Stonecoast MFA in Creative Writing

Nancy Holder

Nancy HolderNancy Holder is the New York Times bestselling co-author of the young adult dark fantasy series, Wicked, which has been picked up by DreamWorks.  She also writes young adult horror for Razorbill; and paranormal romance, adult horror, science fiction and fantasy, women's action, short mystery fiction, literary fiction, and comic books.  She has written novels, short stories, novellas, and episode guidebooks for "universes" that include Hellboy, Smallville, Buffy the Vampire Slayer, Angel, Saving Grace, Kolchak: the Night Stalker; Zorro; The Spider, The Domino Lady; Nancy Drew; and Sherlock Holmes.  She has edited two anthologies, one of which was nominated for a Bram Stoker Award.  She has received four Bram Stoker Awards for her supernatural fiction, including Superior Achievement in a Novel; and her work has appeared on bestseller lists that include USA Today, LOCUS, Borders, Mysterious Galaxy, Dark Delicacies, and others; and reading lists that include the New York Public Library Books for the Teen Age; the American Library Association; and the American Reading Association.  In addition, she writes essays and articles for popular culture publishers such as BenBella Books (Finding Serenity and others) and I.B. Taurus (Cult TV.)  She is also a columnist for the Science Fiction Writers of America Bulletin.  

Her new young adult dark fantasy series, Crusade, will debut in September 2010.  

Selected Publications:

Daughter of the Blood (Silhouette, December 2006); Pretty Little Devils (Razorbill, 2006);

The Rose Bride (Simon and Schuster, 2007.)


How I Teach:

The Talmud says, “Every blade of grass has its angel that bends over it and whispers, ‘Grow, grow.”  I take that as my teaching mantra. 

Popular fiction writers usually work on two levels:  the need to create, and the desire to sell.  I believe that once a writer has established a firm foundation in the basics of craft, he/she can use that toolkit to write with growing confidence in a variety of genres and forms, such as the romance novel or the horror short story. 

I use a three-pronged approach to help my students develop as popular fiction writers.  A good reading list is critical, both for breadth and depth.  Some students start out as fans of a genre, and it’s crucial that they become informed about the history/classics of that genre before they spend months reinventing the wheel.  I encourage my students to watch movies and/or TV shows, and to listen to music (particularly soundtracks) that will help them develop a sense of authority over their material.  I don’t assign craft books beyond the first semester, but I do encourage my students to put them on their reading lists and write annotations on them.  I still read craft books myself.  I have no preference among the accepted styles of annotations as long as my students respond to their reading as writers seeking models to embrace or avoid.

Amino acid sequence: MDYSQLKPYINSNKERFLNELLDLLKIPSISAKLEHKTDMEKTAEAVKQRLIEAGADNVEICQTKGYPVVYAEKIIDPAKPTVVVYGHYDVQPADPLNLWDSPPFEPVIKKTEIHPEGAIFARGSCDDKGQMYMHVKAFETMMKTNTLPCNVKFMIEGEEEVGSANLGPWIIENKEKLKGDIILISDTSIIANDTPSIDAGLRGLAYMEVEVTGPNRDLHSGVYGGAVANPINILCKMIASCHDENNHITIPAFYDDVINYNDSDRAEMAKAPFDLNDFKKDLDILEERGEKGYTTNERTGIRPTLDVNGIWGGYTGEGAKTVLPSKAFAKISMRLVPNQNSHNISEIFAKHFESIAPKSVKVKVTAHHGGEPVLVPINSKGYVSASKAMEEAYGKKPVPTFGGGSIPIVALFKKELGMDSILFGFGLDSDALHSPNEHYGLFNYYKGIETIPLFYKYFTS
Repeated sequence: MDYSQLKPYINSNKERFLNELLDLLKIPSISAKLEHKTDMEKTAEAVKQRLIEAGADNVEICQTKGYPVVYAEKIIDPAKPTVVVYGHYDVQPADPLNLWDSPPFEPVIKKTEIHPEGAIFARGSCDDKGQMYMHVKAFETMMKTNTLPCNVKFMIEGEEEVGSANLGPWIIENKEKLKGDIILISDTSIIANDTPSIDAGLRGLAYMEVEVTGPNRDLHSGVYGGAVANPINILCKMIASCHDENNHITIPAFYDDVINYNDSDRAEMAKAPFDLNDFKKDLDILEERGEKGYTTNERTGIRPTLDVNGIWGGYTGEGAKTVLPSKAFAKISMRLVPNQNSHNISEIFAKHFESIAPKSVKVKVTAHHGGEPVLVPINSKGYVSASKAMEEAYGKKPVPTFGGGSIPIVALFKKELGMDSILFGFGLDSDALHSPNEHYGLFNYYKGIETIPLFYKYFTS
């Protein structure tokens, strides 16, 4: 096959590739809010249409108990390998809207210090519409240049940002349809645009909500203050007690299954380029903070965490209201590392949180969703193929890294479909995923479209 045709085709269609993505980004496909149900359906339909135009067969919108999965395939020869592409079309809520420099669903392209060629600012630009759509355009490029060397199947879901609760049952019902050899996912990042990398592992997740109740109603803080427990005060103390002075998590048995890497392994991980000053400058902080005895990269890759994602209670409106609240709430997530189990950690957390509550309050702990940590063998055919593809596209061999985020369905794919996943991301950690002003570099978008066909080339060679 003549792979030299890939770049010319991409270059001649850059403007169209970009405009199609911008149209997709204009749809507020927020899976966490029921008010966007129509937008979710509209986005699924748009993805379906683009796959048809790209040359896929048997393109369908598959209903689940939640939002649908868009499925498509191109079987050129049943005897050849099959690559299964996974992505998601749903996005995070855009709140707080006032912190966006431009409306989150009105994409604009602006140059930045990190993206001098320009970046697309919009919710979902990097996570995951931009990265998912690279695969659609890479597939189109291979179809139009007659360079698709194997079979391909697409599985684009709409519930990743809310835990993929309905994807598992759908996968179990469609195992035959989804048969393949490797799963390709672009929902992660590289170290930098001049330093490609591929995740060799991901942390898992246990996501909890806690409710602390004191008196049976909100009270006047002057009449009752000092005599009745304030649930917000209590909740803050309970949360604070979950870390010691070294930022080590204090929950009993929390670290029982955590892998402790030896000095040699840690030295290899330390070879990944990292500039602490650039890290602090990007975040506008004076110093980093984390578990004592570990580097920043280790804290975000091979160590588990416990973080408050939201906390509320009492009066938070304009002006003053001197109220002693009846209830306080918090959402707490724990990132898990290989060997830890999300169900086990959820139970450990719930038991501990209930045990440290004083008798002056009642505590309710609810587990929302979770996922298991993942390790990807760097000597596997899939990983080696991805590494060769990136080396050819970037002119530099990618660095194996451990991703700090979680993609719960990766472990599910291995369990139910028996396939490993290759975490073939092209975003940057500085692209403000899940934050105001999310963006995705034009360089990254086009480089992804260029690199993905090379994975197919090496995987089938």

Workshopping is the second of my three prongs. In the workshop setting, writers can take their pieces out for a “test run” and, as readers, see how another writer works.  It’s also a place to find validation that the “popular” in popular fiction doesn’t mean derivative, mediocre, or less worthy than “literary” fiction.   I have guidelines for workshopping:  Before commenting, each participate needs to ask:  “Are my comments kind?  Are they specific?  Will they help this writer tell her/her story (as opposed to the story I to write?)” Since I believe that a popular fiction writer can create a portable set of skills by concentrating on craft first, I know that students can productively workshop writing in a variety of genres other than those which with they are most comfortable. 

As for the third prong, when I’m privately workshopping with a student—that is to say, acting as a mentor—I also use a nurturing model that seeks to help the writer get better and better at transposing what is in his/her head (and heart) onto the page.  I try to help the writer take what s/he already has and push it to the next level.  My mentoring style is to write extensive margin notes (often using the backs of pages) on a hard copy of creative work, then summarize the comments in a cover letter.  I am happy to assign writing exercises that will help the student sharpen the tools in her/his craft kit.  I also read and comment on annotations, shaping my responses to that the student learns to read the work of other authors in a metaphorical workshop setting, always seeking to make connections between what someone did well (or not) and what the student hopes to accomplish in his/her own writing.  I don’t usually make additional comments about the annotations in my cover letters, simply let the notes on the annotation pages speak for themselves. 

I feel that at least one phone call or face-to-face meeting is important, especially when a student and I begin to work together.  After that, I tend to communicate via email and send hardcopy back through the mail/other delivery method to the student.  I also check in via email with a few words of encouragement and/or suggestions, industry news, etc.  I enjoy exploring world-building.  I’m very comfortable with fantasy and mystery, and I’d love to work with more romance, romantic suspense, and horror authors.